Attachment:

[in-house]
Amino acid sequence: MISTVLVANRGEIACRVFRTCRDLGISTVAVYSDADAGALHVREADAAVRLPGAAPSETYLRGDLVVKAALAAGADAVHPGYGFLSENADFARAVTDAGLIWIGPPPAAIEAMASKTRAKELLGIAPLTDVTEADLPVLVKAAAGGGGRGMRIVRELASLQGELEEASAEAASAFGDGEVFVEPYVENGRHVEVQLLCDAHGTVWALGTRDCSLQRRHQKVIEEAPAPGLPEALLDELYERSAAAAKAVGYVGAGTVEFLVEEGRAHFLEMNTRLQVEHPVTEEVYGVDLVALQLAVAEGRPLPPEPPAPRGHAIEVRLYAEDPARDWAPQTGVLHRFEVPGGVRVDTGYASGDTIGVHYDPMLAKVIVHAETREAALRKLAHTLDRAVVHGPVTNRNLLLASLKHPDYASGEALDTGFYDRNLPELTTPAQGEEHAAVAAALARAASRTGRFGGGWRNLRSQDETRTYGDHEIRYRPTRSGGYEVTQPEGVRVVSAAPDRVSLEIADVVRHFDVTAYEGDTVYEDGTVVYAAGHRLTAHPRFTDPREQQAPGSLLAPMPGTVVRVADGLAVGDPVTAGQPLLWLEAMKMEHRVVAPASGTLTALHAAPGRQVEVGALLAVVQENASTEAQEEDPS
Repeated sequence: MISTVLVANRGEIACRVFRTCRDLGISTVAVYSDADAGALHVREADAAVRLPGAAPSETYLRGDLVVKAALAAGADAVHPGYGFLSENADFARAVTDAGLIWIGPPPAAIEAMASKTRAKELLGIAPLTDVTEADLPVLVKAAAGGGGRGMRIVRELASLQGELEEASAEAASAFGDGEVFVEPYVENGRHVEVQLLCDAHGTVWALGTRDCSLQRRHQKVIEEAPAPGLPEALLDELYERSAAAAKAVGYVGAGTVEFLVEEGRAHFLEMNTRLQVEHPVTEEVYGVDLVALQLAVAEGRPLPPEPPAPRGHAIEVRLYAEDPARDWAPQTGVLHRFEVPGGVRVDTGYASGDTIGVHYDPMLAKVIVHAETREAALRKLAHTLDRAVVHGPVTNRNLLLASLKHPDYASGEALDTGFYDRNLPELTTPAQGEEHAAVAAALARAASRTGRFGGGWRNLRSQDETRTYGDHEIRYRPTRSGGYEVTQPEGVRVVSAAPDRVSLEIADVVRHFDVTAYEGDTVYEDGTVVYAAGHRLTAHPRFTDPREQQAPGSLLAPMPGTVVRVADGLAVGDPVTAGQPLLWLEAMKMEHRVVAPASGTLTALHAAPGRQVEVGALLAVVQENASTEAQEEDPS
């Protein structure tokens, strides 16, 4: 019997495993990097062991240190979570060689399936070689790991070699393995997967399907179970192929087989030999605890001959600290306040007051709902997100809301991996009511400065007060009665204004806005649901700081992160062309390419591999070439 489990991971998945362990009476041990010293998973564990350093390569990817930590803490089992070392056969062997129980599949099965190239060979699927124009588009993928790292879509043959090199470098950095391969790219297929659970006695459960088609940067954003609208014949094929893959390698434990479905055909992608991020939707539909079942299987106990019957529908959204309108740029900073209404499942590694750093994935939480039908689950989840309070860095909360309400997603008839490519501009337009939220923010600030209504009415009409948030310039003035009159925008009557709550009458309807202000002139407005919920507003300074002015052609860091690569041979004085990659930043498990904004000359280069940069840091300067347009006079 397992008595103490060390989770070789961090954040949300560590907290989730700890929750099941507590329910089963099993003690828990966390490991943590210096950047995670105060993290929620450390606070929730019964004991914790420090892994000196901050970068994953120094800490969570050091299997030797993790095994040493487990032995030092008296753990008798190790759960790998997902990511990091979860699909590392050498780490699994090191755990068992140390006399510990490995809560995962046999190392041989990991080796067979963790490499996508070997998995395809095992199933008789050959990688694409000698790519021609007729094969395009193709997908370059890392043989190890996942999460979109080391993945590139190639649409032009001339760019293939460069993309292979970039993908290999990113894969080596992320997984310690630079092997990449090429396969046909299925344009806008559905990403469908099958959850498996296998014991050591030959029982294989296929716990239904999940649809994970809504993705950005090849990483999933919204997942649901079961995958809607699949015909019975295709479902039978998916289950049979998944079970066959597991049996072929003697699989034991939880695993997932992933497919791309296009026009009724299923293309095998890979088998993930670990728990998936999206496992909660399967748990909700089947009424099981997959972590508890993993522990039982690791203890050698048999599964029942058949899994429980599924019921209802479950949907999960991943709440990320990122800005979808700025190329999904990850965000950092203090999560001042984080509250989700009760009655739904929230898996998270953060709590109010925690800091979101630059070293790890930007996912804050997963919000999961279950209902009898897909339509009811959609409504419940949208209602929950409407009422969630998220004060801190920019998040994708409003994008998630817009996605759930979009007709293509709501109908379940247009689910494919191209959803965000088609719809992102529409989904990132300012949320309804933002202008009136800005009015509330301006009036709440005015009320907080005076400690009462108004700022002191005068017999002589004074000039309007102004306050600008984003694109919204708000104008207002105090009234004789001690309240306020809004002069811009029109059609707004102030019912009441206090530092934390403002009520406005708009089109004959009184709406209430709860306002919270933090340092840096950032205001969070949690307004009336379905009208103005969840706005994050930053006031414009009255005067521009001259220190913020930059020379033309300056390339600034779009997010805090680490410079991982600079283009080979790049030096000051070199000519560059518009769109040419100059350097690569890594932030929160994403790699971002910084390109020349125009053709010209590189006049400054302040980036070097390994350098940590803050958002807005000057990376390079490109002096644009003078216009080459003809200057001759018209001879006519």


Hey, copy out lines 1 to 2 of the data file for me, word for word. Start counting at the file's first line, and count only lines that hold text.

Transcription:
[in-house]
Amino acid sequence: MISTVLVANRGEIACRVFRTCRDLGISTVAVYSDADAGALHVREADAAVRLPGAAPSETYLRGDLVVKAALAAGADAVHPGYGFLSENADFARAVTDAGLIWIGPPPAAIEAMASKTRAKELLGIAPLTDVTEADLPVLVKAAAGGGGRGMRIVRELASLQGELEEASAEAASAFGDGEVFVEPYVENGRHVEVQLLCDAHGTVWALGTRDCSLQRRHQKVIEEAPAPGLPEALLDELYERSAAAAKAVGYVGAGTVEFLVEEGRAHFLEMNTRLQVEHPVTEEVYGVDLVALQLAVAEGRPLPPEPPAPRGHAIEVRLYAEDPARDWAPQTGVLHRFEVPGGVRVDTGYASGDTIGVHYDPMLAKVIVHAETREAALRKLAHTLDRAVVHGPVTNRNLLLASLKHPDYASGEALDTGFYDRNLPELTTPAQGEEHAAVAAALARAASRTGRFGGGWRNLRSQDETRTYGDHEIRYRPTRSGGYEVTQPEGVRVVSAAPDRVSLEIADVVRHFDVTAYEGDTVYEDGTVVYAAGHRLTAHPRFTDPREQQAPGSLLAPMPGTVVRVADGLAVGDPVTAGQPLLWLEAMKMEHRVVAPASGTLTALHAAPGRQVEVGALLAVVQENASTEAQEEDPS